With an official impeachment inquiry in the House ongoing, the College Democrats chose to host a bipartisan panel last Tuesday to discuss the ins and outs of impeachment in the United States.
There was discussion of current events as well as an opportunity for students to ask their own questions on the topic. The College Democrats asked three government and law professors to speak to students and discuss impeachment in legal, political, and international context. Julia Lieto ’21, co-president of the College Democrats, introduced the panel which consisted of Andrew Clarke, Brandon Van Dyck and John Kincaid.
“Even though this event is sponsored by the College Democrats is a non-partisan panel,” Lieto said. “The purpose of this panel is to provide more information for everyone from international, political and legal standpoint, regardless of yours or our political affiliations.”
In an interview, Clarke expressed how he does not like to participate in events that endorse a specific group or party affiliation.
“In terms of the questions that were asked, especially the ones asked by the people organizing, they were more about process and precedent,” Clarke said.
“When I teach, when I analyze politics, it is to help understand what is happening, so that people can form their own opinion about what should happen,” Clarke added. “It’s hard to know what you should think either party should do, until you really gather all the facts about how the process works.”
Sam Jeske ’21, the vice president of College Democrats followed, giving a brief overview on the impeachment process in the United States. He explained that in the United States the House of Representatives has the sole power of impeachment and if the house passes the articles of impeachment the charges are taken up by the Senate.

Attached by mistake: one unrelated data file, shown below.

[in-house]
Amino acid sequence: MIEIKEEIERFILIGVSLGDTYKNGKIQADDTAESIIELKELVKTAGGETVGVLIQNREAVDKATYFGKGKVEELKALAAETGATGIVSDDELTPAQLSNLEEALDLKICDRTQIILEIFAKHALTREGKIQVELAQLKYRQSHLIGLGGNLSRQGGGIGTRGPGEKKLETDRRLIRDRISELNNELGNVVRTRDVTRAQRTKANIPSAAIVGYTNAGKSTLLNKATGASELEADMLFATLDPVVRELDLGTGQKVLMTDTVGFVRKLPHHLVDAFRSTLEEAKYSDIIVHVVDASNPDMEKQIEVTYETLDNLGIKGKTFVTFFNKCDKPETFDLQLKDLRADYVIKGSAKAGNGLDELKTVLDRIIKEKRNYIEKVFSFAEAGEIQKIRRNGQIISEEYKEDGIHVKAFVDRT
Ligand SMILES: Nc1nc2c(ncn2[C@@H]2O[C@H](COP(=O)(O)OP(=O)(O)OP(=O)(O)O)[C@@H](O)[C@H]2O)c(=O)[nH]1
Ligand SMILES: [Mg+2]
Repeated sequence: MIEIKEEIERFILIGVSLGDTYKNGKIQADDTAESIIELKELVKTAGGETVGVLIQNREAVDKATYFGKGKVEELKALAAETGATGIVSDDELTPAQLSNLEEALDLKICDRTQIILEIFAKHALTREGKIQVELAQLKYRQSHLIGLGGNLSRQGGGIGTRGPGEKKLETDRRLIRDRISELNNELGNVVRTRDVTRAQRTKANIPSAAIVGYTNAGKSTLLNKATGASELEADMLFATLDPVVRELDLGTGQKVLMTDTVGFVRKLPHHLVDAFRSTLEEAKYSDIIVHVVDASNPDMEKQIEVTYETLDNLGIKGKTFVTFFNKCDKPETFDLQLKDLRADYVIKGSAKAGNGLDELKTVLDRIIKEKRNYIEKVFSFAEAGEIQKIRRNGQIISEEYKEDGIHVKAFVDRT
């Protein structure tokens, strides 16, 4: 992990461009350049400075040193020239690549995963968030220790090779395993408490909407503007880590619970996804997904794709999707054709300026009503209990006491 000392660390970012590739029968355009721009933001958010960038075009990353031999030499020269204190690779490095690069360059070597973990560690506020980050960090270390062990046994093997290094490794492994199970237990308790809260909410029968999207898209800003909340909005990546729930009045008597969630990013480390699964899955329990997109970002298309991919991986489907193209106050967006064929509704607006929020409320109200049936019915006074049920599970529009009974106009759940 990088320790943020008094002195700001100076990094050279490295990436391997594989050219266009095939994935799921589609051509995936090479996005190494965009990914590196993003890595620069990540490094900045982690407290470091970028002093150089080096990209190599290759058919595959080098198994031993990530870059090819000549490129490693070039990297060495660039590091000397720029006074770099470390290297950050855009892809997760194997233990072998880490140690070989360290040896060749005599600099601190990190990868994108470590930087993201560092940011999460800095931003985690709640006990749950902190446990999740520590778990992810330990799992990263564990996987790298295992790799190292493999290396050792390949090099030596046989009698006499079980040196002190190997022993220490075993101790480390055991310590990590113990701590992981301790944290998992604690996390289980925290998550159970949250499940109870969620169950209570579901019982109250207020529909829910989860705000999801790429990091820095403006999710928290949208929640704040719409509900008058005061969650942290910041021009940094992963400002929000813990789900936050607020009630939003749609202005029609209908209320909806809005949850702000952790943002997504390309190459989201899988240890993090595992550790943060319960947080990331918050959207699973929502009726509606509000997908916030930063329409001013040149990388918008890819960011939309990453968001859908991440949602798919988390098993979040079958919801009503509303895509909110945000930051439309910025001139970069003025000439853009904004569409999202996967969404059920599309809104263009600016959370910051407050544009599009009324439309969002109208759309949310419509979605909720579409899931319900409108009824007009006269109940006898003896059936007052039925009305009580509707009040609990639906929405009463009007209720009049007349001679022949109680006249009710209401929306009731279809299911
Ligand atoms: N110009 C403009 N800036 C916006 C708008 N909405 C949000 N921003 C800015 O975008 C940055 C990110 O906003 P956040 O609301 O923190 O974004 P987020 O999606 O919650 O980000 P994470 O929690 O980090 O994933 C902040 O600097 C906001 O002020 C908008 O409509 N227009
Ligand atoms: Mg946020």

“You need two thirds of the Senate, which is 67 senators, to vote to convict the president to be removed,” Jeske explained.
During the panel, Kincaid further explained the process if Trump were to be taken out of office.
“If the president is removed from office, Pence becomes the president,” Kincaid said. “Then under the 25th amendment to the Constitution, Pence would nominate someone to serve as Vice President and a majority vote of both houses of Congress would need to approve his choice.”
The panelists were asked a variety of questions focused on the method and opinions on impeachment.
There was a common concern between the professors with the balance of powers in the executive branch in particular during the panel. There was further discussion of the normalization of impeachment in the United States, and the pros and cons of each.
“[With] a president who’s facing an impeachment inquiry, the president can bend the rules in order to prevent Congress from being able to successfully impeach him,” Van Dyck said. “To me this connects to a very important question, why is the normalization of impeachment bad?”
Kincaid responded to this notion raised by Van Dyck, referring back to the origins of the act of impeachment.
“I think impeachment is an antiquated notion. When the constitution was written, there were no political parties,” Kincaid said. “My view is that impeachment is going to be a really high bar therefore to overturn the vote of the people.”
Clarke explained that having student-driven events like this panel is not only beneficial for the students but also useful for him to clarify questions he may have.
“Most of us are here because we really like student engagement,” Clarke said. “We like the Lafayette student body, so for me it’s a really rewarding opportunity to engage with students.”